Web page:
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Germany

Wave of protests against sex education reform in Germany

Several German states have adopted new guidelines for discussing the LGBT community as part of sexual education classes. But for some, the "acceptance of sexual diversity" is akin to brainwashing.

"Stop the indoctrination," say the official placards handed out by the socially conservative "Demo für Alle" (Demonstrating for Everyone) group. Some of the self-made banners are more ominous: "Schools want to end marriage," and "Children are being forced to be gay," read a few of the signs.

What has brought 1.5 million Germans (according to the group's website, but unsubstantiated by police) out into the streets in the regions of Hamburg, Hessen, and Baden-Württemberg? Only the government-sanctioned degradation of the family, said movement leader Hedwig von Beverfoerde in an interview with DW.

This school year, several states in Germany passed a raft of school reform legislation that included modernizing the sex education curriculum. In Baden-Württemberg, for example, the regional government incorporated the "acceptance of sexual diversity" into its guidelines for teachers.

"Hardly anything has actually changed to the way it was before," Christine Sattler, a spokeswoman for the state's education ministry, told DW. "And the lesson plans are always age appropriate. We need to take children's questions about what they see in the world seriously, but without overwhelming them of course."

But the waves of protests, which have continued unabated for almost a year and have spread throughout the country, represent a very different opinion. And they are not without their own political backing – the more conservative wing of Chancellor Angela Merkel's Christian Democrats (CDU) and the nationalist Alternative for Germany (AfD), have both given the movement their blessing.

"Demo für Alle" vehemently denied allegations of support from far-right extremists, however. "We can't stop someone who isn't breaking the law from attending our rallies," said von Beverfoerde, "but they are not representative of our movement, not at all."

Deutschland Klassenzimmer Symbolbild (picture-alliance/dpa/M. Murat)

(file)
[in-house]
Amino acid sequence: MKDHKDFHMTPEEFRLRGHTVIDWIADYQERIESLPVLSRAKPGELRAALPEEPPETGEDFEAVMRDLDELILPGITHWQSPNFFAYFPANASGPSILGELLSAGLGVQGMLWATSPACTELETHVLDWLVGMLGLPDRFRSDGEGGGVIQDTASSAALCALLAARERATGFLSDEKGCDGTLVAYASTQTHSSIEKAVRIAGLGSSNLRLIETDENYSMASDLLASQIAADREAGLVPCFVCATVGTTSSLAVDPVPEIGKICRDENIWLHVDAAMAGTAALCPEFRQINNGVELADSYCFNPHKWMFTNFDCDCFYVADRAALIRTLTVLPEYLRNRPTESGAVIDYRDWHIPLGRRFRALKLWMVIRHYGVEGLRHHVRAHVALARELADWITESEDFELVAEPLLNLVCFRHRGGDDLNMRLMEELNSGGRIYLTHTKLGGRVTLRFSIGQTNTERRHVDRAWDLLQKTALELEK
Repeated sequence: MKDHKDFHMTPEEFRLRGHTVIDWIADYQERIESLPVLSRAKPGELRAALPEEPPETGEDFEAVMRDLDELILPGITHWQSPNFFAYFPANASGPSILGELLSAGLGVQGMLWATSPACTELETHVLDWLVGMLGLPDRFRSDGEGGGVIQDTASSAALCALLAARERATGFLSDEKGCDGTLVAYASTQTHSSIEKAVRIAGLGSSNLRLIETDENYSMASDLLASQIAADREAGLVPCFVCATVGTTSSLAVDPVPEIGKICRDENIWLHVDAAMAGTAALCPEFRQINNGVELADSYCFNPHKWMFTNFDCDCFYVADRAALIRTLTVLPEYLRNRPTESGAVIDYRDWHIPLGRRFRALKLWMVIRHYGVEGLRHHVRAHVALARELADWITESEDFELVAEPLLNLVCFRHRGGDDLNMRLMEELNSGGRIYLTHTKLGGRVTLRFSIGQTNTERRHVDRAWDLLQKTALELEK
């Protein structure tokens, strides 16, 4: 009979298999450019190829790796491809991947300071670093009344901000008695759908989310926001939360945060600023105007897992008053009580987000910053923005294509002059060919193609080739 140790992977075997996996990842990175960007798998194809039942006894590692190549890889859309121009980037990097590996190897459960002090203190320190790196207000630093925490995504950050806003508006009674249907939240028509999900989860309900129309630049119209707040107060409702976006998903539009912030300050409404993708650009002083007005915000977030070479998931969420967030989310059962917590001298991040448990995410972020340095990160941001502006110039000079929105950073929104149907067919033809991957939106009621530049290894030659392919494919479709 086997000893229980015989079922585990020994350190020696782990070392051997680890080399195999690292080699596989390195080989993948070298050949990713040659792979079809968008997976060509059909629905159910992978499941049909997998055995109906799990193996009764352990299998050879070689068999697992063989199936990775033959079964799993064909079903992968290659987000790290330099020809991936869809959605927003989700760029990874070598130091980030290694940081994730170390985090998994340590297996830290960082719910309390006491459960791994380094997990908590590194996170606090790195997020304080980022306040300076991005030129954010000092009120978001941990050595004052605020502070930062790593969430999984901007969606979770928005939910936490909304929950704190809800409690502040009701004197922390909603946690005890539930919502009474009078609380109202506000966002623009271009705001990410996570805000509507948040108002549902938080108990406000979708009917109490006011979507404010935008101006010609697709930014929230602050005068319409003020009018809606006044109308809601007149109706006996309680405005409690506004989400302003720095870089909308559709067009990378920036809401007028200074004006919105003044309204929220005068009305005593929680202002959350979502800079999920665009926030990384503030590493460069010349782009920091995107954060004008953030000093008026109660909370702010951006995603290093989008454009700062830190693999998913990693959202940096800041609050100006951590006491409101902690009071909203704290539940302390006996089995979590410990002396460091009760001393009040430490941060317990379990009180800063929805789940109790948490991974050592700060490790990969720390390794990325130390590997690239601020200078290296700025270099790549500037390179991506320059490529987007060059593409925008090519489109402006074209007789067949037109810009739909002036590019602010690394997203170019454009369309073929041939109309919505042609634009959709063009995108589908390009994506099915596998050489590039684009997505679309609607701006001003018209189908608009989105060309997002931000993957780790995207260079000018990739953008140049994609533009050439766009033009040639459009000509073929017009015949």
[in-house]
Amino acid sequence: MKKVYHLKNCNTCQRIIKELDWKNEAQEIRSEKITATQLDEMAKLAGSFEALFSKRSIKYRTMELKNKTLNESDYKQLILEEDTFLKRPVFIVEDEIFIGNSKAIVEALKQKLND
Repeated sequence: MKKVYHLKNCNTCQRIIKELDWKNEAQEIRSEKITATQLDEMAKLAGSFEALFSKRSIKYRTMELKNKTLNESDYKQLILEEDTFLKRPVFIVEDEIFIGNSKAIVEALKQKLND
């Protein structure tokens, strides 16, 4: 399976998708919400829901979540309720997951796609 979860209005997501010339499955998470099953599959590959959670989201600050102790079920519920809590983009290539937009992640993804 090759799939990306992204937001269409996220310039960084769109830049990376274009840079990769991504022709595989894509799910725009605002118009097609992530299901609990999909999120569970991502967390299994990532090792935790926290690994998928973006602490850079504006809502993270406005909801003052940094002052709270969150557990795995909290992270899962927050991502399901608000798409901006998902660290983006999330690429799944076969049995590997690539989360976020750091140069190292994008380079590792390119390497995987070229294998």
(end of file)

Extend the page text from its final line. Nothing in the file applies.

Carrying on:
Elementary school pupils are given basic answers to common biological questions without ideological judgment, said Baden-Württemberg's education ministry

Schools 'infringing on parental rights'

For von Beverfoerde, the "attempt by gender ideologists and radical feminists to influence children from their earliest development" in schools is the byproduct of a more fundamental problem she sees in Germany; namely, that children are required to attend either public or publicly-accredited private schools, "to the detriment of a parent's right to raise their own kids."

"Now they want to promote the idea that a family is not just mother and father and children, but can include lesbians and gays. This runs contrary to an idea set down in our Basic Law that marriage between a man and a woman is the foundation of our society," said the activist.

According to von Beverfoerde, "tolerance is one thing. Forcing acceptance is another."

"Demo für Alle" also charges schools with sexualizing children as early as kindergarten, invading their private sphere and elliciting feels of shame instead of allowing individual sexual development.

Education ministry: Moral panic has no basis in reality

Not so, said Christine Sattler. "The things they are protesting aren't really happening," said the spokeswoman for the Baden-Württemberg Ministry of Education, calling some of the charges "absurd."

"The curriculum does call for answering basic biological questions in elementary school, and as they get older, to inform them about sexual diversity. I would like to add that we have received no complaints from pupils or parents since the new guidelines came into effect. "

Deutschland Sexualkundeunterricht (picture-alliance/dpa/J. Stratenschulte)

"Schools help teenagers and parents make their own informed decisions," said Christine Sattler

Sattler bemoaned how when "sexuality is overwhelmingly present in the media and yet somehow still a taboo," it obfuscates what is actually happening in schools.

One teacher and mother, who asked not to be named, from a town in southern Germany saw the situation even more clear-cut. "Parents panic because there is so much out there online that is wrong." As a sexual education instructor herself, she wished to clarify that "the goal of sex ed is to make you comfortable in your own body. And better to learn about these things at school rather than on the Internet."

The educator downplayed the idea that schools were promoting a particular ideology. "In religion class you don't pretend that there are no other religions, or say that one is any better than the other."

And as for explaining to pupils that those in the LGBT community are equal members of society, she asked "what is wrong with teaching children to be kind and open-minded?"

AfD calls for 'classical family values'

But the "Demo für Alle" participants are not convinced. Von Beverfoerde told DW that her organization is not backing down. More events, conventions, and protests are planned for the near future. 

Indeed, they can now count on some very serious political backing - just yesterday the right-wing AfD party adopted a number of the organization's arguments into an official policy paper, calling for "classical family values" to be imparted to German pupils.